Tenants of the Vineyard

Jonathan Lacock-Nisly
10/11/2020

Readings: Exodus 20:1-4, 7-9, 12-20 and Psalm 19  •  Philippians 3:4b-14  •  Matthew 21:33-46

Good morning, 8th Day! It’s great to be worshiping with you all today. I’m especially excited to be sharing the teaching today because this Sunday and throughout the fall, there are over 40 congregations in our region who are joining with us in celebrating Climate in the Pulpits. Whether it’s through a guest preacher, like me, or a separate workshop and discussion time, these congregations are joining with you in learning about and acting on our damaged climate.

Many of the caring people who connect with my work at Interfaith Power and Light feel, like I’m guessing many of you feel, that caring for Creation is one of the best ways we can honor the Creator. And throughout today’s readings, we have imagery that shows us God’s connection to God’s creation.

In Exodus, God comes to the people with thunder and lightning, and a smoking mountain. 

In Psalm 19, we hear poetically that “the heavens are telling the glory of God; and the firmament proclaims God’s handiwork … In the heavens God has set a tent for the sun, which comes out like a bridegroom from his wedding canopy, and like a champion runs its course with joy.”

And in Matthew, we have the image of God as the keeper of a vineyard, with tenants who are charged with the responsibility to ensure a good harvest.

Of course, none of these passages are particularly about caring for creation. The reading from Exodus is about the delivery of the 10 Commandments, and the parable in Matthew speaks to the people’s rejection of the prophets and foretells Jesus’ crucifixion. If you weren’t looking for a word on the natural world, you might miss it entirely. And I think that’s similar to how we have so often failed to care for or even notice the blessings of our natural world. Our use and abuse of natural resources, and particularly our wasteful and harmful use of fossil fuels, has brought us a crisis that too often feels like it’s lurking in the background.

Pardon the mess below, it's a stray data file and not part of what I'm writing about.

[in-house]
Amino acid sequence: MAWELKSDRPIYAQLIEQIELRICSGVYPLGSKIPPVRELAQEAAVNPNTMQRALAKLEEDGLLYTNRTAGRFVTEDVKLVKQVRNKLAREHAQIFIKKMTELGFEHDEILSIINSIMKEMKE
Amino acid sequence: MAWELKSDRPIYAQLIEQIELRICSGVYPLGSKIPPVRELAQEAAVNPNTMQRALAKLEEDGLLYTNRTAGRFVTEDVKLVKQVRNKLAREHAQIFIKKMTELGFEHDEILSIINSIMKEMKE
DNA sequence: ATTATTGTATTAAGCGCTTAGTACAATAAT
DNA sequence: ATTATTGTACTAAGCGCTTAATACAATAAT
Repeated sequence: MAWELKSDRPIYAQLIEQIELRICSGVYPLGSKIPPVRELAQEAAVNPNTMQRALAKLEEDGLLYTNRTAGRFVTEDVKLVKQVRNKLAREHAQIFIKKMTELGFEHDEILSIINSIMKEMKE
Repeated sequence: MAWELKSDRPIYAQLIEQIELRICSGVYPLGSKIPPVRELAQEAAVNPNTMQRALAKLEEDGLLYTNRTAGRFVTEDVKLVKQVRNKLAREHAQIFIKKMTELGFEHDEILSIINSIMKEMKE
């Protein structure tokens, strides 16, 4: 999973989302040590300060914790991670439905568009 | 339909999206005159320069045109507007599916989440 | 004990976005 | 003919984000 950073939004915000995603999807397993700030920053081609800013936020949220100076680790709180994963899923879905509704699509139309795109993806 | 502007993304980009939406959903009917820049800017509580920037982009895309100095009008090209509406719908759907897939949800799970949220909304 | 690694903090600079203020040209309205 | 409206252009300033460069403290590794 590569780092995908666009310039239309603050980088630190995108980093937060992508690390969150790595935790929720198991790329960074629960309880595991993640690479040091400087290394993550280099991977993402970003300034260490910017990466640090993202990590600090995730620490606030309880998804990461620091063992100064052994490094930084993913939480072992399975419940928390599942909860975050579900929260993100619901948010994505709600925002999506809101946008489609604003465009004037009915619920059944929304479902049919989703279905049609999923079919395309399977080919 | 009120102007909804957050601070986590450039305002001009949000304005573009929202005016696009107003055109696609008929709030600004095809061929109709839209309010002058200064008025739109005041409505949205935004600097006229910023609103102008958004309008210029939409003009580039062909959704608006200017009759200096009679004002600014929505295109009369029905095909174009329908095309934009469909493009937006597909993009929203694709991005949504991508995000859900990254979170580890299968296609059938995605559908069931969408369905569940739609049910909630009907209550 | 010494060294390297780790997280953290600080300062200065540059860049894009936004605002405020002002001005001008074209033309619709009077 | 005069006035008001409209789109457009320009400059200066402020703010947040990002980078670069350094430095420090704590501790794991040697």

As I’m sure you know, burning fossil fuels creates pollution that traps heat. Over time, this heat-trapping climate pollution warms the planet and sets off a chain reaction. Going back to Psalm 19, we’ve turned the sun’s rays—something the psalmist tells us we should be able to greet joyfully—into something insufferable, like a winter coat on a July day.  Severe weather and wildfires, hurricanes and sea-level rise—the damage caused by our pollution is far-reaching, but in our region alone we’ve seen growing disruption. In 2016, Ellicott City, Maryland, just outside Baltimore, was hit by what the National Weather Service called a once in 1,000 year flood. Two years later, it happened again. DC broke multiple heat records this summer, and it’s expected that we will continue to do so in the coming years. That’s a trend that is uncomfortable for me, but deadly for our city’s most vulnerable residents. Because of climate pollution, the psalmist’s line that “nothing is hidden from [the sun’s] burning heat” begins to feel like more of a threat.

But with so much going on right now, it’s easy to feel sometimes like the climate crisis is at the bottom of the list. Between covid-19, lost jobs, and work for racial equity, congregations have been extra busy caring for the immediate needs of our communities. If we look closer, however, we can see that the climate crisis is not separate from any of our other problems; our damaged climate is impacting so many neighbors right now, and making all of these other crises worse. 

Covid-19 becomes deadlier when it infects communities who have long been forced to breathe the air pollution caused by burning fossil fuels. And although that fossil fuel pollution affects everyone, it’s been especially harmful to Black, Latino, and Indigenous communities who have been forced to breath far more than their fair share of pollution for decades. That pollution is one of the reasons that Black and brown communities have been disproportionately affected by Covid-19. Our work for racial justice is inextricably tied to our work for environmental justice.